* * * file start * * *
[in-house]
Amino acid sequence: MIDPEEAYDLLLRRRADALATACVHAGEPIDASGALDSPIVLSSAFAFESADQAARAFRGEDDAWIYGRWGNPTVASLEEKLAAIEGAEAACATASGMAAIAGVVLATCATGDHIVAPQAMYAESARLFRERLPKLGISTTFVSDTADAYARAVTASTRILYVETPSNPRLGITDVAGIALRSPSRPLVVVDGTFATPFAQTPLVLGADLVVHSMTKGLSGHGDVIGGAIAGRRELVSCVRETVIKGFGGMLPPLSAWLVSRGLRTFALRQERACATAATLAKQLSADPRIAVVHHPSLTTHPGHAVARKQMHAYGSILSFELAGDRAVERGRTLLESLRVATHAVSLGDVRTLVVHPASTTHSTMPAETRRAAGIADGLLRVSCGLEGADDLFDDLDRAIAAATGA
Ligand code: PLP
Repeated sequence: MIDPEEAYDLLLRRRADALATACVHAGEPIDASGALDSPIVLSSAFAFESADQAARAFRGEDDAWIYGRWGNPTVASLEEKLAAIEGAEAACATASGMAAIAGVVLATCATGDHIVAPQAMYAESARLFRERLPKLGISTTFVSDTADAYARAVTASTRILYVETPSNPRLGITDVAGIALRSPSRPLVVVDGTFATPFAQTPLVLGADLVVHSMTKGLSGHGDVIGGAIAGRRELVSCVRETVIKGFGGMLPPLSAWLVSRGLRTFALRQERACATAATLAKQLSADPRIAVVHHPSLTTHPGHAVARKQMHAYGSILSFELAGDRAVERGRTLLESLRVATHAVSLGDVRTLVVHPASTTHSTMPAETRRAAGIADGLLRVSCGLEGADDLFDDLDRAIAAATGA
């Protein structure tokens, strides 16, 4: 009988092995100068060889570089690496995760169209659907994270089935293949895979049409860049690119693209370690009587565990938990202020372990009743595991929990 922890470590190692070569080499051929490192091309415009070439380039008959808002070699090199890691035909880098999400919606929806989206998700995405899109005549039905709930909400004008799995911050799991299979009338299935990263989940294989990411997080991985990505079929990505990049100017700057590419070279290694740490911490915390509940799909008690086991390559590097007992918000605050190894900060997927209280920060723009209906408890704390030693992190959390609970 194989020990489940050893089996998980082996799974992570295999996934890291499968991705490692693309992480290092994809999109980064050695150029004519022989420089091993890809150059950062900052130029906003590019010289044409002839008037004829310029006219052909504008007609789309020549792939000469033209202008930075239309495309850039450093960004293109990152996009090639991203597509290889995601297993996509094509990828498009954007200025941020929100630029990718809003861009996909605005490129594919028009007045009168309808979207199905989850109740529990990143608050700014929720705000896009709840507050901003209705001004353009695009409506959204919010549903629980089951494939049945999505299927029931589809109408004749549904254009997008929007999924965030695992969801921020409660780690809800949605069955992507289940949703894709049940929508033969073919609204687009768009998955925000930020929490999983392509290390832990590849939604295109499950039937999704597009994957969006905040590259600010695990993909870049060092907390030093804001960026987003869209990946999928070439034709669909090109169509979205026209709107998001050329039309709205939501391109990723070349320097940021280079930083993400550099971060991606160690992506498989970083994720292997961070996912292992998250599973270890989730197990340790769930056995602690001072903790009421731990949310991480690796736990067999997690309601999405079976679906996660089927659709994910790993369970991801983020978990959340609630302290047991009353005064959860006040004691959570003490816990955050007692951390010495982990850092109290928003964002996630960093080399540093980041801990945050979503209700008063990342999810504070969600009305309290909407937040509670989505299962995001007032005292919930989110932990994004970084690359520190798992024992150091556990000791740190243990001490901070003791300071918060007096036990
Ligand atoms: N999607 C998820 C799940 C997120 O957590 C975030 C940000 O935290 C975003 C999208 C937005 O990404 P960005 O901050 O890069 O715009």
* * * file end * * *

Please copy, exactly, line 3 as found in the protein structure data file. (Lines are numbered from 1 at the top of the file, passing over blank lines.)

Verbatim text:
Ligand code: PLP